Maybe I can take the rest of this essay and the remaining two (which would make a total of 66 conversational essays), and go through some of these issues, Job. Let's begin with the lack of religious or ethical language in the last 8 verses. There really is a strong contrast between your religious life in 1:1-5 and the lack of any mention of it in 42:10-17. You were blameless and upright, and you feared God and turned away from evil in 1:1. What did you do after restoration, Job? Was 42:9 the last time you prayed? (and that time was at God's command). Did you sacrifice for the second group of 10 children? Did you fear God and turn away from evil? Or, more likely, once you have faced the horror that took almost everything away from you in chs. 1 and 2, all religious life is relativized. You know that religious observance didn't save you from great distress early in the book--therefore lack of observance won't assure that distress comes upon you. Once your heart has been burned so deeply by the experiences you had, Job, I believe that you almost become a self-sufficient man. That is, you may take things from the hand of God, and still acknowledge them to be from God's hand, but you just cannot bring yourself to worship again; there is just too much dissonance in the act of worship itself. For every time a Psalm of praise is recited, you, if you join in the recitation at all, can only repeat it with a catch in your throat or by passing over many of the words in silence. For how could you recite with any kind of belief the following words: 'Bless the Lord, O my soul, and all that is within me, bless his holy name. Bless the Lord, O my soul, and forget not all his benefits; who heals all your diseases....(Ps. 103:1ff.) Right. You couldn't say that at all, could you Job? It just would not have been possible to say those words. Your voice would trail off and your eyes would become distant and misty, and all you would remember is the wind that swept across the desert and made your eldest's son's house collapse.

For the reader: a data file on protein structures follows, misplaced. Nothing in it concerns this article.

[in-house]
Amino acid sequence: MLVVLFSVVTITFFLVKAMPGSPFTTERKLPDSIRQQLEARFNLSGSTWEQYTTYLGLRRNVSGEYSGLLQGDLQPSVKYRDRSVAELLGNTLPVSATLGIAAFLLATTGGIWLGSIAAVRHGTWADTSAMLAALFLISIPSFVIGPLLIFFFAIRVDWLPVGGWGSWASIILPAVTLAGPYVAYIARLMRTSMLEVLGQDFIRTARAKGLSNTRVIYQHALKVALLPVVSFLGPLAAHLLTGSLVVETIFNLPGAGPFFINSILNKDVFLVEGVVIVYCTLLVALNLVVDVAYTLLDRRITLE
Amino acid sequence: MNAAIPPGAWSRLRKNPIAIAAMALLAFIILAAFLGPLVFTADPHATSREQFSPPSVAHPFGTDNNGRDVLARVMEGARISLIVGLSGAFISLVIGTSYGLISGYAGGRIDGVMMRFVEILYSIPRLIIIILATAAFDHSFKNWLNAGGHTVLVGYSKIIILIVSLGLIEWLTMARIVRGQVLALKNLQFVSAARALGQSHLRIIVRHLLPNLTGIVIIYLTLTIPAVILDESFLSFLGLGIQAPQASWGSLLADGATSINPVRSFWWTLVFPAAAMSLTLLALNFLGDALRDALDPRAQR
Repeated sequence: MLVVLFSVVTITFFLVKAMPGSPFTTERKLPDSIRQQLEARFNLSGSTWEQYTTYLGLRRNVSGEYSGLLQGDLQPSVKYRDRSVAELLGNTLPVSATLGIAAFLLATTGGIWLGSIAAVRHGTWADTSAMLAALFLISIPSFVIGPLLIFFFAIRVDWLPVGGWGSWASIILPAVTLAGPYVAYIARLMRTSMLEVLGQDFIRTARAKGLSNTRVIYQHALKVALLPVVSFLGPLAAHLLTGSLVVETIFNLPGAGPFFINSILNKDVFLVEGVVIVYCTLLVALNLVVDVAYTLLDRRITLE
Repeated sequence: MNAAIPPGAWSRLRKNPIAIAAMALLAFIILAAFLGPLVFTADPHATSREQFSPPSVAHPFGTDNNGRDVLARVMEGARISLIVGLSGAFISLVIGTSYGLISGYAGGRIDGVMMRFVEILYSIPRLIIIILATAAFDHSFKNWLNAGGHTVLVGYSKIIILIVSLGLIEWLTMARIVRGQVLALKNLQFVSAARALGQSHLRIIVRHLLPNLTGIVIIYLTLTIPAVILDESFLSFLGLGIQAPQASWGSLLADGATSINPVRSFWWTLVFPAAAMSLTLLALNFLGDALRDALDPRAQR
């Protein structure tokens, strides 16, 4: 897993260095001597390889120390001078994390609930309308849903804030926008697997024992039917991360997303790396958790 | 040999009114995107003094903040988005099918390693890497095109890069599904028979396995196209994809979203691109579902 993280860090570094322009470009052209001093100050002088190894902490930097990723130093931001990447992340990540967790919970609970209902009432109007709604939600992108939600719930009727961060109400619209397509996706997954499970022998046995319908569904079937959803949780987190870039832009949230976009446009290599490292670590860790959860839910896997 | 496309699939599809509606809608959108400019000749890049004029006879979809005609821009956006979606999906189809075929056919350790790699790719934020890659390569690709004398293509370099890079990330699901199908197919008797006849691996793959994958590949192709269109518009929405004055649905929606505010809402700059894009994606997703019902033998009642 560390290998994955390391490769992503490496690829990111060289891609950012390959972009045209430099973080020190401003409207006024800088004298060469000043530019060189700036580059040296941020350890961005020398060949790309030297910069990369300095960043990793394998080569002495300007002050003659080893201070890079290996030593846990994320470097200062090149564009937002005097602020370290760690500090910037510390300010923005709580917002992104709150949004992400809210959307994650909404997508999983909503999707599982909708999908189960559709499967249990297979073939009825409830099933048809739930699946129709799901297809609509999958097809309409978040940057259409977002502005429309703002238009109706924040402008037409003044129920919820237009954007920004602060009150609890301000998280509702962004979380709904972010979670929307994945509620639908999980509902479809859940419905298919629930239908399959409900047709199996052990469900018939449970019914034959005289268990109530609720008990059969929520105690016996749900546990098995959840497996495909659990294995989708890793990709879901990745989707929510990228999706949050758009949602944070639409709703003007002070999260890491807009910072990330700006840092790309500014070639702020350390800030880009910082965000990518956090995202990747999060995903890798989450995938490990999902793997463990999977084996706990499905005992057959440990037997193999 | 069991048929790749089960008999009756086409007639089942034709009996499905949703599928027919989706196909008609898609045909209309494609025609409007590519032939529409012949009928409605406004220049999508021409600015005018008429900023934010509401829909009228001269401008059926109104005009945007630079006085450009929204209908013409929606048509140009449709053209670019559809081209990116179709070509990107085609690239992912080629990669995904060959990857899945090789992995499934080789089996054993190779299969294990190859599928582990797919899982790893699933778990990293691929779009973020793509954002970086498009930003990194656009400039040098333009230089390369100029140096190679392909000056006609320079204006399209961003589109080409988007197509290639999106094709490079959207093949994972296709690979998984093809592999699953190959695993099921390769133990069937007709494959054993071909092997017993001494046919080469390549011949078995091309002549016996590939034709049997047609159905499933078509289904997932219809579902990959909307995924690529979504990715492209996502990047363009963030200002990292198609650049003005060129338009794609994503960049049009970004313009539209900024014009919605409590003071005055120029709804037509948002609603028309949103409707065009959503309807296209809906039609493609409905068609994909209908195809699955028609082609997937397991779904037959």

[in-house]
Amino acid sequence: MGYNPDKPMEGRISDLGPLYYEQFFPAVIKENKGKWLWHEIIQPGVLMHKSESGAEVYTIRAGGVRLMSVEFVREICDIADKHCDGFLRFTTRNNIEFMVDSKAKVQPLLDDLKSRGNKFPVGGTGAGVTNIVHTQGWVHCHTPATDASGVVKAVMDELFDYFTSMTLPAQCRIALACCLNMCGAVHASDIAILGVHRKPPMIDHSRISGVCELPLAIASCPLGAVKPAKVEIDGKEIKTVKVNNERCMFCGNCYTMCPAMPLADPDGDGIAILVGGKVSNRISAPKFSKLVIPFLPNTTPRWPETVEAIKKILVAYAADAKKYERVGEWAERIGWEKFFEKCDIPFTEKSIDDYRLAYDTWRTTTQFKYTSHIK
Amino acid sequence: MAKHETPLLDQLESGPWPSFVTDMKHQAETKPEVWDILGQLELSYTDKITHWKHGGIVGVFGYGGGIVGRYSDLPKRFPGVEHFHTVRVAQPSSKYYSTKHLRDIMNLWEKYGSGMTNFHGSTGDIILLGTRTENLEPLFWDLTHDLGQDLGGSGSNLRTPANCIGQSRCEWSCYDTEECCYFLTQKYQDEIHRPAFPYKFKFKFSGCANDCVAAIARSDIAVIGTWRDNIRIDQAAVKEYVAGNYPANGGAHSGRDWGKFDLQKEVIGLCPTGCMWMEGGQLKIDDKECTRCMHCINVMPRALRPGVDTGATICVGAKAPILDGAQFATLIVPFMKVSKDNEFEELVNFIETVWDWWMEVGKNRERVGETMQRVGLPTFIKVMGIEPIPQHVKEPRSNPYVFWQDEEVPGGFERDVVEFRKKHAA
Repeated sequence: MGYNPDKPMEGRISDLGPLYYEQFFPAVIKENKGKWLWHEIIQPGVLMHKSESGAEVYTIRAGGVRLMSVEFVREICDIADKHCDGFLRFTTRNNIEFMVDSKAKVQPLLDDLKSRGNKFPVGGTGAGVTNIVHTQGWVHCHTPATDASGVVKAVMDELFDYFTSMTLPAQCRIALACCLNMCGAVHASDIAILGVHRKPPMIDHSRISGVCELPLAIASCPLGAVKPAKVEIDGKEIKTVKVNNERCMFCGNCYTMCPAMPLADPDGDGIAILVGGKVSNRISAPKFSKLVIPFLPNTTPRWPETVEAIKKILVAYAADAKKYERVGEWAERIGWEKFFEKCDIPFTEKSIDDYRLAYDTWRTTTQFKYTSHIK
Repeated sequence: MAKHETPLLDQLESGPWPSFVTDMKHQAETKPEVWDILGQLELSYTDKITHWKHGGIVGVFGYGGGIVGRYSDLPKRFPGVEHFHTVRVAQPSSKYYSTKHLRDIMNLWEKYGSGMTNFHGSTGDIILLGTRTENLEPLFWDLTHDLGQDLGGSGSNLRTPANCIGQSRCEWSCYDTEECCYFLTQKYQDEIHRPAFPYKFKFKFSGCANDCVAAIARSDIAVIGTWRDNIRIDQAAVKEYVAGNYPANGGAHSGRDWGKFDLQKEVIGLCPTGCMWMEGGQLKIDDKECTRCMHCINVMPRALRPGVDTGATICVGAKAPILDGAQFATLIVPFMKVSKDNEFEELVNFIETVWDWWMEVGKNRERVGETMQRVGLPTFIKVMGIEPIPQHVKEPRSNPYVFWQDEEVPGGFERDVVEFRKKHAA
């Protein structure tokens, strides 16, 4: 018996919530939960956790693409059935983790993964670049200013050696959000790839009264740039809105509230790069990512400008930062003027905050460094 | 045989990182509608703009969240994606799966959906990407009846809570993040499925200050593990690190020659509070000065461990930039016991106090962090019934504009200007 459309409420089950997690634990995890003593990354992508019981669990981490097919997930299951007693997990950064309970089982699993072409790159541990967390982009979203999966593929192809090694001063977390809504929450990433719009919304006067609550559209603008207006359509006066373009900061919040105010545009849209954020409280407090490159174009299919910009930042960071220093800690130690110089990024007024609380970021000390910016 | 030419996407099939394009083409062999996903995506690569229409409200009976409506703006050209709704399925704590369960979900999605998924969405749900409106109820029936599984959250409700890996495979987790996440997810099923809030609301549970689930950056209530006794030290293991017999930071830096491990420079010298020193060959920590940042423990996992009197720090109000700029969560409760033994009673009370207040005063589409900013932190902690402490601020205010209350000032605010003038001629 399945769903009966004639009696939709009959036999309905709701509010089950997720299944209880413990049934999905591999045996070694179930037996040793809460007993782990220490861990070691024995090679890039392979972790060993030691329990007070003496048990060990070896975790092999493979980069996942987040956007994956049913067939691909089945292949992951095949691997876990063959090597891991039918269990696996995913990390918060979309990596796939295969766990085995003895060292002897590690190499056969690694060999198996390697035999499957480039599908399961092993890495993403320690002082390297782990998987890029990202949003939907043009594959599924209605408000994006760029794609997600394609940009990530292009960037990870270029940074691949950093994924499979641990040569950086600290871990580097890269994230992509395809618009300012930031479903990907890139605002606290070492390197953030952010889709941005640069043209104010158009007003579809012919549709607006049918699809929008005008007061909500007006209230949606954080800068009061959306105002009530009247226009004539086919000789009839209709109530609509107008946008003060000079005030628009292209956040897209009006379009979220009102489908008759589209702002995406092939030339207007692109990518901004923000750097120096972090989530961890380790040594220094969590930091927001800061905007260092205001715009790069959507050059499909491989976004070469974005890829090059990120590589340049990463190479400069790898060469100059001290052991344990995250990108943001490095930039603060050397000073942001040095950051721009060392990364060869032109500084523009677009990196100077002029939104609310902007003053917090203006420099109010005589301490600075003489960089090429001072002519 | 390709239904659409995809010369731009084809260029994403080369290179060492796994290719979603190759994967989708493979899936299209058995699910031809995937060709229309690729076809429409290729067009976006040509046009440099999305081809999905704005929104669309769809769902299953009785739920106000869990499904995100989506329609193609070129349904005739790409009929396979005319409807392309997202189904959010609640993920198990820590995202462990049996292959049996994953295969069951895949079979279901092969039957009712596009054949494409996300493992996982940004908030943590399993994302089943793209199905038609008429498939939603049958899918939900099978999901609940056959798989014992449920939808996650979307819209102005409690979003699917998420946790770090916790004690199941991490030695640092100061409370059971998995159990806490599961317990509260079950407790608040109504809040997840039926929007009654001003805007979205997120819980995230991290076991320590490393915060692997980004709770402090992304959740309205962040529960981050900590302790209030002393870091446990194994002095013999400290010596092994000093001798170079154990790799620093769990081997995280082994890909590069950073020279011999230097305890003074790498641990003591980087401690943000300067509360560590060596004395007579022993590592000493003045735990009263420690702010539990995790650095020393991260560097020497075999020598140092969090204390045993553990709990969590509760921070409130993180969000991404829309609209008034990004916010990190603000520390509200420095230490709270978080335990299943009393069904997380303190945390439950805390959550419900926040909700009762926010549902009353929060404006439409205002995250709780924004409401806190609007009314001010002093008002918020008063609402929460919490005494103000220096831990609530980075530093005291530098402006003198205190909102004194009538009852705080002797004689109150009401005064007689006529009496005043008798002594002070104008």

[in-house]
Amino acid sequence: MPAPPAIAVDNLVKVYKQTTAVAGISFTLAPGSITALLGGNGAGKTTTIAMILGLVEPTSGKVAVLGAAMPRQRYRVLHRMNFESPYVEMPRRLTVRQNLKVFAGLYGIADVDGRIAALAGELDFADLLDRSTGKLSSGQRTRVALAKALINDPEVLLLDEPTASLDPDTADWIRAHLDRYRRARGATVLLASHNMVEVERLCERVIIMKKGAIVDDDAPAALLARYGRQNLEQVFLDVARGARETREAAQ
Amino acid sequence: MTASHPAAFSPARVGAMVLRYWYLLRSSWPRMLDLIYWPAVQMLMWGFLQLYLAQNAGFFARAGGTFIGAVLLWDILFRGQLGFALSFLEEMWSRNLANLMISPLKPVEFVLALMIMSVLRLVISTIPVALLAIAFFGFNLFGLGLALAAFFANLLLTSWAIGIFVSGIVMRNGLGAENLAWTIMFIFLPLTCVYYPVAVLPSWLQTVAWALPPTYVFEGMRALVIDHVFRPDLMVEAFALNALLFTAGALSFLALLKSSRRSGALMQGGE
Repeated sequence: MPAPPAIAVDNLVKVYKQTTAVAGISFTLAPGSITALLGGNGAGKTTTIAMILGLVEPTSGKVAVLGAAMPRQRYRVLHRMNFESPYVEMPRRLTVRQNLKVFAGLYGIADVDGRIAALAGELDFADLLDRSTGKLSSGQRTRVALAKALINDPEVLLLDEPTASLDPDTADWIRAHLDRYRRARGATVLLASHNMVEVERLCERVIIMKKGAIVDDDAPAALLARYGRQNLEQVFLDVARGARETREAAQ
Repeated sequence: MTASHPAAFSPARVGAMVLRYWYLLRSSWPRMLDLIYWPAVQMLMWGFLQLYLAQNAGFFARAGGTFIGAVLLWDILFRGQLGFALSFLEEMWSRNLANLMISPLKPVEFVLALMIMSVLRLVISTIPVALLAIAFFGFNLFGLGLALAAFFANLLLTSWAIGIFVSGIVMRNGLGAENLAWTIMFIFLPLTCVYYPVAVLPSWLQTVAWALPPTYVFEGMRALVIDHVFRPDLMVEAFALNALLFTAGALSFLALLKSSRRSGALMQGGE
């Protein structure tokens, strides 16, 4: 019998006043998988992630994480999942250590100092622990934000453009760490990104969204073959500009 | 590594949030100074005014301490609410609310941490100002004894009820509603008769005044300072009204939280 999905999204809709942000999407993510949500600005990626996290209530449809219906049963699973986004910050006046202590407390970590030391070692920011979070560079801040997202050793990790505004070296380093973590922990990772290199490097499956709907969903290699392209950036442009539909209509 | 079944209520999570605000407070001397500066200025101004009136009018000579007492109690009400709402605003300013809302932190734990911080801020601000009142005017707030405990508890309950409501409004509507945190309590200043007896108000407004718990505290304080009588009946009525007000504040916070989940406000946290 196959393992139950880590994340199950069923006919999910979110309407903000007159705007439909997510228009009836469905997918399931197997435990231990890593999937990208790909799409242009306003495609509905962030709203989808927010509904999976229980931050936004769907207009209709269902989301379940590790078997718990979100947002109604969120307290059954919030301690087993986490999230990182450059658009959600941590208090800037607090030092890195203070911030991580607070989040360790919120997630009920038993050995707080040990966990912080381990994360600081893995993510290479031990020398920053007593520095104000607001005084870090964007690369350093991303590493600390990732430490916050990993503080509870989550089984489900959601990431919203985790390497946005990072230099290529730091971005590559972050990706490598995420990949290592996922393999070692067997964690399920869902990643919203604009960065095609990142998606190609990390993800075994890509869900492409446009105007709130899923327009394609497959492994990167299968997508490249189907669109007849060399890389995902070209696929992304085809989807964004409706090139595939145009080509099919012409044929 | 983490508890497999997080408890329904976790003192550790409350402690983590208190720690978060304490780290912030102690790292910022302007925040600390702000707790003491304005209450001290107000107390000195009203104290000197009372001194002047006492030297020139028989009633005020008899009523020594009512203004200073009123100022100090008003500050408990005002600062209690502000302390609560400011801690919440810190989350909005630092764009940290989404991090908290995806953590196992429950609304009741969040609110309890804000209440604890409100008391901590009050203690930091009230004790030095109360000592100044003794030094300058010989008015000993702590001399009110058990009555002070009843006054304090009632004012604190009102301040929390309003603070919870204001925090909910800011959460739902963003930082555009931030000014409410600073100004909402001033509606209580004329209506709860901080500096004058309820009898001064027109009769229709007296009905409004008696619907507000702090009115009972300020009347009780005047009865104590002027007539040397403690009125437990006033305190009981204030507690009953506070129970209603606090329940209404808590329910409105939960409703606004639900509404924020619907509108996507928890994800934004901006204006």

So, worship could not be meaningful for you anymore. But how about the ethical life? And, were you restored to your judgship, too? All the text says is that your material goods were "restored" (and you got 10 replacement kids). Would you have wanted to get your seat on the Supreme Court of Uz back again? I don't think so. I think that you would have felt that that life was a different life; a different era. It probably seemed like it was a million years ago. It is like the 1980s appear to me now. I lived a very vigorous life in Portland, OR, becoming a visible person in a number of areas. One of the things that I spent most time on was the Board of Directors of Portland Community College. For five years I poured my soul into the place. But now, 15 years after I resigned from the Board (to move to KS), I have no desire to re-enter school board politics or issues. I did that. I was happy for having done that. I don't need or want to do it again.
That's how I imagine it was for you, Job. You didn't really want to be judge again. So much had happened to you in the intervening time that it created a wall between today and that time, and you felt that that past time was gone and over. It was almost as if it was a dream.
So, I am answering some of my final questions, Job. Let's now turn to some others...